Property law mandates that title transfers in land be evidenced by a written document called a deed. A common deed form is the warranty or grant deed. This deed contains promises from the seller that the seller has title and right to transfer the land and that the seller will defend title if problems arise in the future. Often, a joint tenancy is created when property is transferred to two people at the same time. Joint tenants enjoy a “right of survivorship” meaning that full title passes to the surviving tenant. Until that time, both tenants have equal rights to property.
Write the seller’s name and address on the line after “For a valuable consideration” and before “hereby grant(s) to.” The seller is the grantor.
Write the names and addresses of the joint tenants on the line after “hereby grant(s) to.” Be sure to check that the deed includes language such as “as joint tenants” after writing the names and addresses of the joint tenants.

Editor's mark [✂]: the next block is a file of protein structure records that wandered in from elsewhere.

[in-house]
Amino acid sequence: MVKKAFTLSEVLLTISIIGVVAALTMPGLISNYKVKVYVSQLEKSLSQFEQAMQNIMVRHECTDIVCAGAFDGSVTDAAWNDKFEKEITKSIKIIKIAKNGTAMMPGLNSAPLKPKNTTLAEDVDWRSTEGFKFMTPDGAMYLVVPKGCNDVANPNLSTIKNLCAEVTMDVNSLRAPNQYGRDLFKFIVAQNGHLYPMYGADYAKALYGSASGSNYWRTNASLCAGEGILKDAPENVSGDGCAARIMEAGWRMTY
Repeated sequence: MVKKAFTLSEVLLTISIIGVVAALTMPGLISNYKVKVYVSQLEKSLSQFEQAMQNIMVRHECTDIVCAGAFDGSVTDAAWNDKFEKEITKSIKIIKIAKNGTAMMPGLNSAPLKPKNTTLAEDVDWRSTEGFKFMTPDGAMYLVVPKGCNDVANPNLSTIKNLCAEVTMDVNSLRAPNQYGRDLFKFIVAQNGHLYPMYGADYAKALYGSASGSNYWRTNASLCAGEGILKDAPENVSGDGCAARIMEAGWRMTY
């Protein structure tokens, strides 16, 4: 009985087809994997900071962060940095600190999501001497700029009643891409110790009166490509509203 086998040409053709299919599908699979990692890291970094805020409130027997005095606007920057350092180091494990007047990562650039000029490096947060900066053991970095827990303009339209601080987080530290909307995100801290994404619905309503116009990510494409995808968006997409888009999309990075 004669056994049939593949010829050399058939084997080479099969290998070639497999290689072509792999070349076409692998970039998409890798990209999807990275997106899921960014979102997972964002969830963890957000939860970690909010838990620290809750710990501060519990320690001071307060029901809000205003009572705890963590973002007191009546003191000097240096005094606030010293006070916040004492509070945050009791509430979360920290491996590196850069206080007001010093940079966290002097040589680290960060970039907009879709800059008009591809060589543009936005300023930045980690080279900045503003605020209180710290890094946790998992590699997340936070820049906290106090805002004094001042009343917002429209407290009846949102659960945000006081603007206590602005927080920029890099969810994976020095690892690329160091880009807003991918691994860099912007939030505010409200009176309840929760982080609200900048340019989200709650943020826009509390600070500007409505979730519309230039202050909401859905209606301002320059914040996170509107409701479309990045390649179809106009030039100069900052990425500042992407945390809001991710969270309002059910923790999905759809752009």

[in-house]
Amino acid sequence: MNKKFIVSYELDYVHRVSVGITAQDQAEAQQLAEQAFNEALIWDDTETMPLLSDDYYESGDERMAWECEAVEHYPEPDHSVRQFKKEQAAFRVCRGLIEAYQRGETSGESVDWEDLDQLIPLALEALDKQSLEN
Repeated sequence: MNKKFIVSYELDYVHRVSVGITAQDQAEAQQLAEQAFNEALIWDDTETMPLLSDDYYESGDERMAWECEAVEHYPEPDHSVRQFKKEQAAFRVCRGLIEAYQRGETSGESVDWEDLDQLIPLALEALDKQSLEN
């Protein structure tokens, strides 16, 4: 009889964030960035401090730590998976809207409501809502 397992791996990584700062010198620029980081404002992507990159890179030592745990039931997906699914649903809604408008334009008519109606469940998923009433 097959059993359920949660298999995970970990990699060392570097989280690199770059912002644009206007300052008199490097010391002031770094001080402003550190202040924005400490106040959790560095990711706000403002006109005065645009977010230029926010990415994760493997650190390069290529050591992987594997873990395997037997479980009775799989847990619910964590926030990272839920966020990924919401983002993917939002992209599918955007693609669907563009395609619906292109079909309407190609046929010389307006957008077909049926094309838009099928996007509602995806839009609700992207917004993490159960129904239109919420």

Fill in the lines listing the city, county and state of the property transfer. Describe the property in the blank space beneath this information.
Provide additional information such as the amount of any taxes due, the price of the property or information on where to mail the deed after it is filed with the property records division. This will vary depending on the deed form used.
Sign the deed in the presence of a notary public. Ask the notary to notarize the document.
- signing a contract image by William Berry from Fotolia.com